Very little is truly known of the ancient Celts who left no written records. The names of many of the gods worshipped by them are known through Latin or Gallo-Latin inscriptions made in late pre-Roman and Roman times.
The rituals with which these gods were celebrated have long since been forgotten. Likewise, the druids, who were the "priests" of Celtic society, have been obscured by the passage of time and the secretive nature of their order.
However one major question has remained Did the Celts practise human sacrifice?
It seems they did.
An expert has stated that the latest bog bodies found in Ireland has proven that belief that the Celts ritually sacrificed their kings to the Gods.
The body also proves they underwent horrible deaths, if the times turned bad under their reign.
The latest Iron Age bog body dating back to at least 2,000 BC was discovered near Portlaoise in the Irish midlands by an alert bog worker and it bears the same hallmarks of ritual torture that two other famous bodies have.
Ned Kelly, keeper of antiquities at the National Museum of Ireland told the Irish Examiner that a clear pattern has emerged in each case.
"We do not think of these bog bodies in the same way as we do axes or implements that are found," he says. "You have to remember that these are individuals and it is absolutely essential to deal with their remains in a dignified manner. There would be no justification in taking these bodies unless we do so with respect and with the serious intent to tell their stories on their behalf."
"I am quite convinced we are dealing with an Iron Age male, one who was subjected to a ritual killing. There are cuts and marks on the body that indicate that this is somebody who was done to death."
The body is linked closely to two other major finds, the discoveries of Old Croghan Man and Clonycavan Man, also found in Irish bogs both of whom were ritually sacrificed.
Human sacrifice was apparently a normal part of the Celtic rituals , especially of kings in hard times.
"The killings tend to be excessive," Kelly, said "in that more is done to the bodies than would be required to bring about their deaths. Bog bodies may have their throats cut, been stabbed in the heart and have other cut marks. However, it is absolutely not torture, but a form of ritual sacrifice."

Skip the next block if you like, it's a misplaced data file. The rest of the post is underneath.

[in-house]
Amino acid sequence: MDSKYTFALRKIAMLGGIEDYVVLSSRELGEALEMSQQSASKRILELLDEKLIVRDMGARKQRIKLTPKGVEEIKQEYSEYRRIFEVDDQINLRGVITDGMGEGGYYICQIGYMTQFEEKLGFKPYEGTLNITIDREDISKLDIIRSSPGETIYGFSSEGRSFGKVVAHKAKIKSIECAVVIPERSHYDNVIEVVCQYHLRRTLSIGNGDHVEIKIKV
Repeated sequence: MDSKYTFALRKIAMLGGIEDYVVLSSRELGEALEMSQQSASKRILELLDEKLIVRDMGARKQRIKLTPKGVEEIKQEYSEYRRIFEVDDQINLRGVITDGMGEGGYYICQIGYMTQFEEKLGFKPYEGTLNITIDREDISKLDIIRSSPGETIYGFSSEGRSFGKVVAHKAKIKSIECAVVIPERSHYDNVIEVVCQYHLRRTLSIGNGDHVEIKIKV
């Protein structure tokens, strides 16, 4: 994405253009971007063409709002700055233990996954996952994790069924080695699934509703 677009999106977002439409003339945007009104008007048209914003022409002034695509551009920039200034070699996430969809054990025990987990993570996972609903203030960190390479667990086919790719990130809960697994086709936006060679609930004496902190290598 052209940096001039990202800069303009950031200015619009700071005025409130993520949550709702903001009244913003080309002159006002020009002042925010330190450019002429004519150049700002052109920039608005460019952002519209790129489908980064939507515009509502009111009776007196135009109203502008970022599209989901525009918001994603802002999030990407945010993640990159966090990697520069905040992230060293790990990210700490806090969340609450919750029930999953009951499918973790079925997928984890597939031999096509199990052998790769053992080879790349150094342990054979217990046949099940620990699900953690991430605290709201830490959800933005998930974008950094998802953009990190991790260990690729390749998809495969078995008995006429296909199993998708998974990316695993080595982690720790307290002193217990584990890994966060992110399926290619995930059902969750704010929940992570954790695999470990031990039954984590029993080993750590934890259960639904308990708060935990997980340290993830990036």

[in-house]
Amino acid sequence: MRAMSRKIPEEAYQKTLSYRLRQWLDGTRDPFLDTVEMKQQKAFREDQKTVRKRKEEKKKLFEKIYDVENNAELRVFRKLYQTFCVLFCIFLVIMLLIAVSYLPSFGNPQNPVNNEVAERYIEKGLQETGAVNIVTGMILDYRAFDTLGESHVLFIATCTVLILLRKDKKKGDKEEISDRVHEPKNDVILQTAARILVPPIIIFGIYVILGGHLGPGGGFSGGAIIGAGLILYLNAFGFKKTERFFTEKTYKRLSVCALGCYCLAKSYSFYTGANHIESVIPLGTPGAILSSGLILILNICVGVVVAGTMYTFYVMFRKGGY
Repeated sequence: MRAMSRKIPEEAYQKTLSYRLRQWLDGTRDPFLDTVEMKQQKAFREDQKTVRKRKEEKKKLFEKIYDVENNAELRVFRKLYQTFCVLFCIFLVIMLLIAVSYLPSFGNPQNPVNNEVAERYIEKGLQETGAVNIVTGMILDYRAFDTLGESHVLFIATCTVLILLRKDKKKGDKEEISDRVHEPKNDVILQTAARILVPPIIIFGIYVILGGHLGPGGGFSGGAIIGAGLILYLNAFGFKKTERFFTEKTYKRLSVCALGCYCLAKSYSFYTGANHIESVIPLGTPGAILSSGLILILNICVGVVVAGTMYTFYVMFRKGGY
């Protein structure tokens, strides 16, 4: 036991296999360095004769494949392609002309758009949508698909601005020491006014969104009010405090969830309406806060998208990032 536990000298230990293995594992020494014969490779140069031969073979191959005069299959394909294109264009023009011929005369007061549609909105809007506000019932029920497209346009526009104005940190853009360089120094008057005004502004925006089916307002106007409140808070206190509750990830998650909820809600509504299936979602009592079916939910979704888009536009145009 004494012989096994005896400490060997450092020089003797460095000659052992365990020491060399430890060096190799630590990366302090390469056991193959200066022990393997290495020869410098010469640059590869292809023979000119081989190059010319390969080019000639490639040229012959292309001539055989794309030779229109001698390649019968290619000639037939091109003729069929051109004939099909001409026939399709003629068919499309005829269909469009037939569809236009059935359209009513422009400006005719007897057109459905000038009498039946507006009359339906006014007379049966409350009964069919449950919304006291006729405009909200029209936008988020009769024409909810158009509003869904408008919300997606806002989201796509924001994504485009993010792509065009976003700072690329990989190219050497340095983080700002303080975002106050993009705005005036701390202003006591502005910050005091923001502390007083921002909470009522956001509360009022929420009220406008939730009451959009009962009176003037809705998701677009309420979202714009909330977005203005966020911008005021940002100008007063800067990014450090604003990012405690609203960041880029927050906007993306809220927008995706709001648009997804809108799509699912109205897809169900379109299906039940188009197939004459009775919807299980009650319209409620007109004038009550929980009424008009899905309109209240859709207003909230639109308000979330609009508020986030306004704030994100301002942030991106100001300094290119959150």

"The king had great power but also great responsibility to ensure the prosperity of his people. Through his marriage on his inauguration to the goddess of the land, he was meant to guarantee her benevolence. He had to ensure the land was productive, so if the weather turned bad, or there was plague, cattle disease or losses in war, he was held personally responsible."
At 6’6", Old Croghan Man, who was killed between 362 BC and 175 BC, was a giant of a man. he bore every appearance of a nobleman from his well manicured soft hands to his diet, which was rich in meat.
Clonycavan Man was little more than 5 ft and used pine resin to keep his hair in place.
Kelly says Old Croghan Man died horribly, had had holes cut in his upper arms through which a rope was pulled through in order to restrain him. He was stabbed repeatedly and he had his nipples sliced, before he was finally cut in half.
Clonycavan Man was disemboweled and struck three times across the head with an axe and once across the body and also had his nipples cut.
Cutting the nipples was more than torture, the aim was to dethrone the king. "Sucking a king’s nipples was a gesture of submission in ancient Ireland," says Kelly. "Cutting them would have made him incapable of kingship in this world or the next."
"By using a range of methods to kill the victim, the ancient Irish sacrificed to the goddess in all her forms. This manner of death is peculiar to the ritual killing of kings. It means that a king was being decommissioned."
"I think it is important we treat them with respect. They have come down to us with a story to tell and it is our duty to tell that story on their behalf. If we do that, it will give added meaning to their lives."
In all of Ireland's rich and ancient mythical tradition - there is only one reference to human sacrifice. The High King of Teamhair, Tigernmas, set up an idol called Cromm Cruach, and ordered that children be killed as offerings to it. It was, ironically, the druids of Ireland that brought an end to this bloody cult, murdering Tigernmas during a frenzied ceremony around the idol.
Elsewhere in Europe It does appear that the Celts performed human sacrifice as part of their religious rituals. Since the Druids were the religious social class, they almost certainly would have participated in human sacrifices, and probably officiated at them.
This adds weight to theories and accounts from ancient Rome of Druidic killing, archeologists have said.
Experts say that Druids in the Celtic era possibly committed ritual human sacrifice on a mass scale. Julius Caesar, who led the first Roman landing in 55 BC, said the native Celts ‘believed that gods delighted in the slaughter of prisoners and criminals, and when the supply of captives ran short, they sacrificed even the innocent.’